Sunday, 9 February 1936
4 Held In Lee County, 3 Are Caught In Owen
Beattyville, Ky., Feb. 8
The four convicts who escaped from the State Reformatory at Frankfort early yesterday were captured ten miles east of here late this afternoon at the home of Henry Coomer, 22, one of the fugitives. The others were James C. Morris, 28, Anchorage; Dexter Anderson, 23, Breathitt County, and Clarence Crawford, 26, Fayette County.
"Coomer's neighbors told on them." Sheriff Charles Blount reported tonight, after he had served the prisoners supper at a reestaurant here and had placed them in the county jail. Two special guards, Deputy Sheriff Dewey Lovelace and Former Deputy Sheriff Link Moore were ordered to remain at the jail all night.
Threaten to Give Battle
Locating the prisoners was "easy," according to the Sheriff, but persuading them to surrender took "anywhere from an hour to an hour and a half." Through Coomer's mother, a woman in her 60's, and his father, more than 70, the fugitives had sent word repeatedly to the Sheriff: "We won't give up; we'll give battle; we'll die before we give up."
With Sheriff Blount when he went to the Coomer home were Moore and Lovelace and Deputy Sheriff Herman Price. Assigning each of his three helpers to a separate side of the square five room mountain home, Sheriff Blount approached the house from the back.
He was armed with a shotgun and a revolver, and Coomer's mother saw him through a window.
Mother Asks Son Be Spared
"Lord have mercy: there they come; we'll have trouble," she sobbed,m hurrying out and running toward the Sheriff. In response to her pleas that her son not be harmed, the Sheriff sent her back to the house with instructions to "tell them to come out and give up to us right - we're here to stay, and we're here to get them."
Messages were taken to the fugitives by Coomer's father, Dave Coomer; Coomer's two brothers, Elijah and Walker; his sister May, and sister-in-law, Mrs. Walker Coomer, as well as this mother before the first prisoner surrendered.
Crawford was the first. Walking out the front door with his hands raised, he shouted to one of the deputies about forty feet away that he had decided "there's no point in getting killed; I don't want to get killed, and I don't want to kill anybody."
Coomer Second to Give Up
Crawford's surrender came after the Sheriff and his men had been there almost an hour. About fifteen minutes after Crawford came out, Coomer gave up, cursing and greeting the Sheriff, an acquaintance, with: "I guess you want me to stick my hands up." His hands were at his sides.
"It's immaterial to me whether they're up or down," Sheriff Blount answered, directing Coomer to Crawford and then handcuffing Coomer and Crawford together.
Ten or fifteen minutes later, the other two came out together, Morris with the remark, "We might just as well be dead as give up." Anderson sneered, but said nothing.
After Morris and Anderson were handcuffed together, Sheriff Blount searched the house and grounds. The only weapons he found were a shotgun and rifle under a bed. Satisfied that the guns belonged to Coomer's father, he left them there.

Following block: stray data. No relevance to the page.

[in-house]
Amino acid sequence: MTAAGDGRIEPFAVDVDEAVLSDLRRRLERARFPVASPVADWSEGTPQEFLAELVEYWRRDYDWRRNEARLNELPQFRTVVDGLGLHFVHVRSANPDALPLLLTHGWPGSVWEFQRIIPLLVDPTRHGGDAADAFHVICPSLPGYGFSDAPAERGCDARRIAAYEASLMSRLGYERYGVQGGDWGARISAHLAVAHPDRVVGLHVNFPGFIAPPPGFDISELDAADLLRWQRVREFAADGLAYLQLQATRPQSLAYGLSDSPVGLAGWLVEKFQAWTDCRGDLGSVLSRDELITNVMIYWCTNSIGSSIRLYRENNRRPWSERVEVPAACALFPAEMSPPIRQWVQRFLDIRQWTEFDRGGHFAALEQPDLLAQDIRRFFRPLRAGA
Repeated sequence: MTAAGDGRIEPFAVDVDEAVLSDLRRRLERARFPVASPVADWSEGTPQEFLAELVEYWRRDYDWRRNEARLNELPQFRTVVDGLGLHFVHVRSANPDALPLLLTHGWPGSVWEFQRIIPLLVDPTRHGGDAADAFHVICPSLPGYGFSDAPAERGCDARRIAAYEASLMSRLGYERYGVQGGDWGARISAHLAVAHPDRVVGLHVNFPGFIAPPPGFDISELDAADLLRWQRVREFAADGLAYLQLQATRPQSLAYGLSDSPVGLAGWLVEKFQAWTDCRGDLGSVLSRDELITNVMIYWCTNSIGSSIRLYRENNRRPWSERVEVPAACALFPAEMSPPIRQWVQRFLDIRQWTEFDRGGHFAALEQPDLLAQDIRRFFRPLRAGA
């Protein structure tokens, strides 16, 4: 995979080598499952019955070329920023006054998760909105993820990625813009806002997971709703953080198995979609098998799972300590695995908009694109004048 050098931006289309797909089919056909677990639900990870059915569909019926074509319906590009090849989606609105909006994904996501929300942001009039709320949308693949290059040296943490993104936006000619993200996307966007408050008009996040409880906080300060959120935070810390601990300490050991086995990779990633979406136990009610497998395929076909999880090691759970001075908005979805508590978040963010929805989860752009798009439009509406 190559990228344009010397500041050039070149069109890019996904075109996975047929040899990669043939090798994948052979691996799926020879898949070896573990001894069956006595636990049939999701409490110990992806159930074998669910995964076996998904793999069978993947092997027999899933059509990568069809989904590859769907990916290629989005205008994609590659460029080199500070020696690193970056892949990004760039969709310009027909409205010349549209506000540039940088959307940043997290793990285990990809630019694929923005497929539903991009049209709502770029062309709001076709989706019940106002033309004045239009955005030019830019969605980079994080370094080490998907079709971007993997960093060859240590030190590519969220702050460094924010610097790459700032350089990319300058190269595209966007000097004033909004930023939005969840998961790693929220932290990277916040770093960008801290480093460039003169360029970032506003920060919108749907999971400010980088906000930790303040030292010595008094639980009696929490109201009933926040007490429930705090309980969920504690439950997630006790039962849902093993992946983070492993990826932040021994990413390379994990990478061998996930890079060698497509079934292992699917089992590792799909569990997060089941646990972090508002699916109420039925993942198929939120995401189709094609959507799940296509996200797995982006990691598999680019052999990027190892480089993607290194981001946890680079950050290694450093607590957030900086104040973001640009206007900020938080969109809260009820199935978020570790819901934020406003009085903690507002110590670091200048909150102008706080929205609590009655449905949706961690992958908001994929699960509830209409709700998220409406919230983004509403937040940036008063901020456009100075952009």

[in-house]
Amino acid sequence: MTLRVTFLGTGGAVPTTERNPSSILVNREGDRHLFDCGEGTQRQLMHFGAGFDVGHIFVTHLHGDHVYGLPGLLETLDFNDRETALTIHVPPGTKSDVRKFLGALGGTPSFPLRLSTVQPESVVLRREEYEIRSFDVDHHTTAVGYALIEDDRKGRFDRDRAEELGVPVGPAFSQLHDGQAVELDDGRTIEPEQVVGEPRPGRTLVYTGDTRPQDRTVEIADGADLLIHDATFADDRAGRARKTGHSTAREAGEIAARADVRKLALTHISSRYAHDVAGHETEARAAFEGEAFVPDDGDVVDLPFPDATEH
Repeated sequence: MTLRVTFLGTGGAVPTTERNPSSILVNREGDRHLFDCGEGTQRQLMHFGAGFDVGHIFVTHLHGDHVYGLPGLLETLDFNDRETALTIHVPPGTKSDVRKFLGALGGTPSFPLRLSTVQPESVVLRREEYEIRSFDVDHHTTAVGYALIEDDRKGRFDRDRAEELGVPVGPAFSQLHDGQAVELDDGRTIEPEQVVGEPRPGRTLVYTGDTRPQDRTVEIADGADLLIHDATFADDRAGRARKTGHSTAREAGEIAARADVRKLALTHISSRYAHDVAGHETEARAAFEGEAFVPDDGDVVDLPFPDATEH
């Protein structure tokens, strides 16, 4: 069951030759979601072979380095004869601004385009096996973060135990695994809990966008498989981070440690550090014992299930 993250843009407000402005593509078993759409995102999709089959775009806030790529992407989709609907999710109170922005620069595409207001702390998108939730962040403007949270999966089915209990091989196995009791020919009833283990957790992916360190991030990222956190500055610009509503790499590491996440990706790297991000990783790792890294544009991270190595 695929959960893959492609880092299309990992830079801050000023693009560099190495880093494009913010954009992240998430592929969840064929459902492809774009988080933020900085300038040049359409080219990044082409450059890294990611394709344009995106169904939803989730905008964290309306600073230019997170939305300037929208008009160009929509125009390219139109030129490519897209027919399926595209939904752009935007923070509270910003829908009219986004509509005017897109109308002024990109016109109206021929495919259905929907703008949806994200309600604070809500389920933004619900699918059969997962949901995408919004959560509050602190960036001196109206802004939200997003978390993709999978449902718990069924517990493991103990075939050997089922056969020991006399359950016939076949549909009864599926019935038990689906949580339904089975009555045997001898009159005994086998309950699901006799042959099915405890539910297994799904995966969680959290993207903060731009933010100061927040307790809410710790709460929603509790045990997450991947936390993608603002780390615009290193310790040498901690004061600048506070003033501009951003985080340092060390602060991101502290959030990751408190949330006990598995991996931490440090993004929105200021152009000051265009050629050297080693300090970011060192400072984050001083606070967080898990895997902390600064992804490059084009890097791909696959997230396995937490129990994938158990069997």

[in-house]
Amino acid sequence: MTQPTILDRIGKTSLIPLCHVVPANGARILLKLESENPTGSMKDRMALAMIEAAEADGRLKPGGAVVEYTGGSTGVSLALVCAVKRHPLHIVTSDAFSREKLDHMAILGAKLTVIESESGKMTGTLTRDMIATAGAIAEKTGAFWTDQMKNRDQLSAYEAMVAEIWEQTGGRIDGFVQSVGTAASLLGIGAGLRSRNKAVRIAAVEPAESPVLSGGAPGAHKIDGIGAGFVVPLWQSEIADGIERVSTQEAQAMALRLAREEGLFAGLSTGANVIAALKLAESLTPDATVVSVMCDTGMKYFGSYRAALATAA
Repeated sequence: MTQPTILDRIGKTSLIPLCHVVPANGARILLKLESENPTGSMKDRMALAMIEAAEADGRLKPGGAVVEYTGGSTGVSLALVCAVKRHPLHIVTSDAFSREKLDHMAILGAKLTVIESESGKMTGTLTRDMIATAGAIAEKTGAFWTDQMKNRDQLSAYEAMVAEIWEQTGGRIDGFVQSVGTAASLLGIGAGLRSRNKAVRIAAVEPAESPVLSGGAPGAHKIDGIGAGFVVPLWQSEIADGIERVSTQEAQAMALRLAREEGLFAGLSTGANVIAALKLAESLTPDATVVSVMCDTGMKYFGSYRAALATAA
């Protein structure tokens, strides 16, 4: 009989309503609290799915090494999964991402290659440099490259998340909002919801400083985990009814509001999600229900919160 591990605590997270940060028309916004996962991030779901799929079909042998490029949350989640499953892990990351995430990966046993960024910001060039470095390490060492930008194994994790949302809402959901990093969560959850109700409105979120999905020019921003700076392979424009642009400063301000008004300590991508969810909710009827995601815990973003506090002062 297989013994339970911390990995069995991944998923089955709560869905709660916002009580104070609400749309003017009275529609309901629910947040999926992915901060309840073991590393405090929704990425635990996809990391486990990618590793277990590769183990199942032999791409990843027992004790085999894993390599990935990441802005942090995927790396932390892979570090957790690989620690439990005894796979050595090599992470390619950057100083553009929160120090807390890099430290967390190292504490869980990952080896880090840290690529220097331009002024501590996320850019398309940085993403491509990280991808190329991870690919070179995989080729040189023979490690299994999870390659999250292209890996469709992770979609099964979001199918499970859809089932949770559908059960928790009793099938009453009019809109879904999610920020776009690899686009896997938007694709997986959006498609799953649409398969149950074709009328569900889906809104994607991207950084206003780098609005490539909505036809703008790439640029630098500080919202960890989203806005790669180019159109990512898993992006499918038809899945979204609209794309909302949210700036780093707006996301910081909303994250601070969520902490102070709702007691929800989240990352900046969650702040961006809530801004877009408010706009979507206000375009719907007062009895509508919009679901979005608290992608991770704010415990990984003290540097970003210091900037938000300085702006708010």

Walk Half-Mile to Motor
The muddy lane made it advisable for the Sheriff's automobile to be left more than a mile from the Coomer home, which is a mile and a half north of the Beattyville-Jackson Road and is accessible only over the lane.
After walking with the prisoners about half a mile toward the Sheriff's car, the Sheriff was guided by young Coomer to a barn on property of Price Butler. There a new sedan was found, which the fugitives admitted they had stolen and had placed there last night after it stuck in mud.
In the car were a dozen shells, six described by Sheriff Blount as tear-gas shells and the remainder as shortgun shells.
With two prisoners and two captors in the stolen car, and the rest of the group in the Sheriff's car, the men rode here in silence. The only comment from a prisoner which the Sheriff recalled was a remark about being hungry. The fugitives preferred not to answer questions, Sheriff Blount said.
Sheriff Blount, who has been a peace officer in Lee County seventeen years, described the captures as "mostly talking." His assistants' firearms included two rifles and three revolvers. Before becoming Sheriff two years ago, he served as a city policeman in Beattyville thirteen years, and before that was a deputy sheriff two years.
When taken into custody, the fugitives were wearing gray trousers funished by the reformatory. In addition, they had jackets and sweaters, the source of which the Sheriff was not told.
By telephone, Sheriff Blount
notified the reformatory's warden, Elmer Deatherage, that "I'll be up to
Frankfort with them tomorrow."
[ Bios | Births | Cemeteries | Census | Deaths | Deeds | Home | Marriages | Photos | Queries | Wills ]
Our 224th Visitor Since
6 March 2017
Last updatedMonday, 06-Mar-2017 06:31:25 CST
This site is an independent affiliate of both the American Local History Network (ALHN) and the American History and Genealogy Project (AHGP), and is hosted by USGenNet, a nonprofit web-hosting service solely supported by tax-deductible donations. If this website has provided you with useful information, please consider making a donation to USGenNet to help keep sites like this online.